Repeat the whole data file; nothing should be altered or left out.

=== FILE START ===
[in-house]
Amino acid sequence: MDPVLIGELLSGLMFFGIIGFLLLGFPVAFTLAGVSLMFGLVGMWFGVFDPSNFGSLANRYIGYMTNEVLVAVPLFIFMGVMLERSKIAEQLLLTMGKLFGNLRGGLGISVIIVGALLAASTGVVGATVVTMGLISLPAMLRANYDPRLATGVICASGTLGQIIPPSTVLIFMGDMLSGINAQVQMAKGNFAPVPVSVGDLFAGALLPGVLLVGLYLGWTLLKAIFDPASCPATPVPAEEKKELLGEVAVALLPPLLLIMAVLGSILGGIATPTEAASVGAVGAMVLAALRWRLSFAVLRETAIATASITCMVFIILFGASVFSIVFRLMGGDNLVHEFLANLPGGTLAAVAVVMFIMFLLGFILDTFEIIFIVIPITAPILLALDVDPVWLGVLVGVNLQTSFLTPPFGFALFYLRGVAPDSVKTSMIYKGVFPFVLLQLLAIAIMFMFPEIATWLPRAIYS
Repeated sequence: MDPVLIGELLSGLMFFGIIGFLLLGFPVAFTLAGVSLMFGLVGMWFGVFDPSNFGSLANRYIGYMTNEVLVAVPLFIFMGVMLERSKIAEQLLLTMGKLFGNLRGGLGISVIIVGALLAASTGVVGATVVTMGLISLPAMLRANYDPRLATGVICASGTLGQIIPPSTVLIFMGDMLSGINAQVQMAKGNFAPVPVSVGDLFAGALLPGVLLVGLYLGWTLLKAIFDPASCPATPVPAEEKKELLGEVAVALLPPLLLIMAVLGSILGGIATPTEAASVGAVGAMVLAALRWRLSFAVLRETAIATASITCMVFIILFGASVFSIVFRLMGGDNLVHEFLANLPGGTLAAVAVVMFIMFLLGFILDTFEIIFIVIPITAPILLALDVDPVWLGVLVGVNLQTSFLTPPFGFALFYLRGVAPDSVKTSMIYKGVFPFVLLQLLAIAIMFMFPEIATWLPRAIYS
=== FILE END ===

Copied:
[in-house]
Amino acid sequence: MDPVLIGELLSGLMFFGIIGFLLLGFPVAFTLAGVSLMFGLVGMWFGVFDPSNFGSLANRYIGYMTNEVLVAVPLFIFMGVMLERSKIAEQLLLTMGKLFGNLRGGLGISVIIVGALLAASTGVVGATVVTMGLISLPAMLRANYDPRLATGVICASGTLGQIIPPSTVLIFMGDMLSGINAQVQMAKGNFAPVPVSVGDLFAGALLPGVLLVGLYLGWTLLKAIFDPASCPATPVPAEEKKELLGEVAVALLPPLLLIMAVLGSILGGIATPTEAASVGAVGAMVLAALRWRLSFAVLRETAIATASITCMVFIILFGASVFSIVFRLMGGDNLVHEFLANLPGGTLAAVAVVMFIMFLLGFILDTFEIIFIVIPITAPILLALDVDPVWLGVLVGVNLQTSFLTPPFGFALFYLRGVAPDSVKTSMIYKGVFPFVLLQLLAIAIMFMFPEIATWLPRAIYS
Repeated sequence: MDPVLIGELLSGLMFFGIIGFLLLGFPVAFTLAGVSLMFGLVGMWFGVFDPSNFGSLANRYIGYMTNEVLVAVPLFIFMGVMLERSKIAEQLLLTMGKLFGNLRGGLGISVIIVGALLAASTGVVGATVVTMGLISLPAMLRANYDPRLATGVICASGTLGQIIPPSTVLIFMGDMLSGINAQVQMAKGNFAPVPVSVGDLFAGALLPGVLLVGLYLGWTLLKAIFDPASCPATPVPAEEKKELLGEVAVALLPPLLLIMAVLGSILGGIATPTEAASVGAVGAMVLAALRWRLSFAVLRETAIATASITCMVFIILFGASVFSIVFRLMGGDNLVHEFLANLPGGTLAAVAVVMFIMFLLGFILDTFEIIFIVIPITAPILLALDVDPVWLGVLVGVNLQTSFLTPPFGFALFYLRGVAPDSVKTSMIYKGVFPFVLLQLLAIAIMFMFPEIATWLPRAIYS